Joy and heartbreak hung in the air among college hoops fans in downtown Minneapolis on Sunday.

Fans of Michigan State and Auburn were looking for ways to get out of town, or resigned to watching Texas Tech and Virginia fans celebrate and prepare for Monday’s title game.

“The games are fun but it’s not really the same when your team isn’t in it,” Matt Bishop said in between checking Delta flights to get back to Midland, Mich., two days earlier than planned.

For some, the fun was just beginning. Bailey Delavan was in the middle of a 17-hour road trip from Lubbock, Texas, on Sunday afternoon so he could see his beloved Texas Tech play Monday night.

“This is the first championship Tech’s been in so we decided we couldn’t miss it,” said Delavan, who was switching off driving with his wife.

The weekend marked the culmination of college basketball season as tens of thousands of fans descended on downtown Minneapolis to cheer on the teams that survived to the final rounds of March Madness.

That energy wasn’t limited to the inside of U.S. Bank Stadium at game time.

The free concerts at the Armory started Friday, as did the Fan Fest in the convention center and the Tip-off Tailgate on Nicollet Mall. Sunday’s calendar was the least busy of the weekend. The two remaining teams and their coaches were at U.S. Bank Stadium for practices and media interviews.

With the big game Monday night and school starting up for the week, Metro Transit was warning people to plan their trips accordingly, saying it could take longer to get around town.

Washed out by the rain

The big public event Sunday was to be the Final Four Dribble, hundreds of kids bouncing free basketballs in a parade starting at the Minneapolis Convention Center. But the morning sun gave way to rain so everything moved indoors. The kids appeared enthusiastic indoors with their free balls and T-shirts as they explored Fan Fest.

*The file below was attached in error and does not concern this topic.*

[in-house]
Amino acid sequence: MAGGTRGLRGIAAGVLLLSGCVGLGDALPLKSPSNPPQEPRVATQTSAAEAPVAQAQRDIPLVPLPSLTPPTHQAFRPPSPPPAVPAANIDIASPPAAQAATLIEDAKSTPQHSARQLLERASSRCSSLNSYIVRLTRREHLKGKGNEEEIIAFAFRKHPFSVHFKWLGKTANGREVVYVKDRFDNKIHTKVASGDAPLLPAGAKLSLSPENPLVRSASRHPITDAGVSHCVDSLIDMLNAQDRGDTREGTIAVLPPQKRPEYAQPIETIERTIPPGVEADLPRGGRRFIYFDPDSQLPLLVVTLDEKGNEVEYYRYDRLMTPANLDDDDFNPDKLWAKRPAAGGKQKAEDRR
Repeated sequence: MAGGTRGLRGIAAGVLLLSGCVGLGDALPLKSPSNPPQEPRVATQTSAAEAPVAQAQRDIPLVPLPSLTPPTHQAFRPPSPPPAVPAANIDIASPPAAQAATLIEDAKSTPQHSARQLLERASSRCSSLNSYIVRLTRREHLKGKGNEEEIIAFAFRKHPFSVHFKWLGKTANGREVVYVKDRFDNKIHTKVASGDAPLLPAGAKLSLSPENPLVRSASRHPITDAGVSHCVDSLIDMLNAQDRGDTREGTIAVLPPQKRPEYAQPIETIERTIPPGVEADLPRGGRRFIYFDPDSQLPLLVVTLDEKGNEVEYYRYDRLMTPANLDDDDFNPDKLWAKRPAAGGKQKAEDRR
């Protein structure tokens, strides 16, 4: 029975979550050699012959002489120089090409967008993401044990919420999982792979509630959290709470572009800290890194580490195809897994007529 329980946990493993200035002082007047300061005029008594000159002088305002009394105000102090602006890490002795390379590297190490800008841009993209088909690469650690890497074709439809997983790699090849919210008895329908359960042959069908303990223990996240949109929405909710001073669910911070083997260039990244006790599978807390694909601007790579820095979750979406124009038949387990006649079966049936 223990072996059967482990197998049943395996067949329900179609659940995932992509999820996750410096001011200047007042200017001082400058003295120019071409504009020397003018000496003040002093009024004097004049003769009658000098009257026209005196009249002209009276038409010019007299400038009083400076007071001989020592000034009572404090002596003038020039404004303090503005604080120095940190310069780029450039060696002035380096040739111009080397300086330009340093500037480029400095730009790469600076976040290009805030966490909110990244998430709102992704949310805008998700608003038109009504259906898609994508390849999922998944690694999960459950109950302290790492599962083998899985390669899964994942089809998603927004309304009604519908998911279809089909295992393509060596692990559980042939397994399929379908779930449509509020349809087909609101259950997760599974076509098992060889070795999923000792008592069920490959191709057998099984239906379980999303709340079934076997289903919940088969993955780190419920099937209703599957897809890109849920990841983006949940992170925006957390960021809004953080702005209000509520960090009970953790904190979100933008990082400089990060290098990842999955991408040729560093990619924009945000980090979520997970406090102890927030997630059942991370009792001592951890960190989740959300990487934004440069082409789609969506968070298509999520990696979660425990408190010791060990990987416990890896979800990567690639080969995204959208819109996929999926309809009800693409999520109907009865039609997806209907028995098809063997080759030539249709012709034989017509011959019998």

Five-year-old Emery and Teodor Stanton Perrin of Minneapolis were a little disappointed about the cancellation of the parade. Or at least their mom was. The boys wore head-to-toe basketball gear from various teams including Harlem Globetrotters and Golden Gophers headbands holding back their dark curls.

Emery said he loves basketball “because they get to score.”

Events have been well-attended. On Friday, a whopping 36,000 fans went to U.S. Bank Stadium to see the building transformed by blackout curtains and a basketball seating arrangement in the middle of the Vikings’ football field. Each team held an open practice for the fans.

Then came the two semifinal games Saturday where attendance at U.S. Bank Stadium was announced at 72,711 — about 5,000 more than the Super Bowl in February 2018. Fans from all four schools made themselves heard through two tough games.

The morning after, in St. Paul, several hundred kids and parents attended a “celebrity” game that pitted the coaching skills of NBA Hall of Famers Charles Barkley and Shaquille O’Neal. Youngsters and their parents tossed balls and beanies at the University of St. Thomas campus while a DJ spun Bruno Mars, Usher and Rihanna.

Isa AbdurRazzaq, a 12-year-old from St. Paul, was dressed to impress in a white Nike headband and a black track suit woven with a metallic gold panther.

He bounced a ball in one hand as he surveyed the room. “My dad got tickets so we just came,” he said, adding that Barkley is his favorite. “I kind of just like the way he plays.”

For some, it’s a wrap

In downtown Minneapolis, Ann Stieff, a Virginia fan from Baltimore, was recovering from her team’s “nail biter” victory. She toured the Mill City Museum and said she was enjoying walking around downtown Minneapolis.

“The hospitality’s been wonderful,” Stieff said.

At the Michigan State hotel, Steve Handeland planned to sell his eight tickets to Monday’s final. Instead, he headed to the Minnesota Timberwolves afternoon game before heading home.

His friend Bob Roth took solace in a brief encounter with the Spartans’ legendary coach Tom Izzo in the lobby, “just standing there like a Walmart greeter.”

Another Spartans fan, Jason Soderberg was disappointed, but he said, “When you look back at the whole season, it was a great run.”

 

Staff writer Mara Klecker contributed to this report.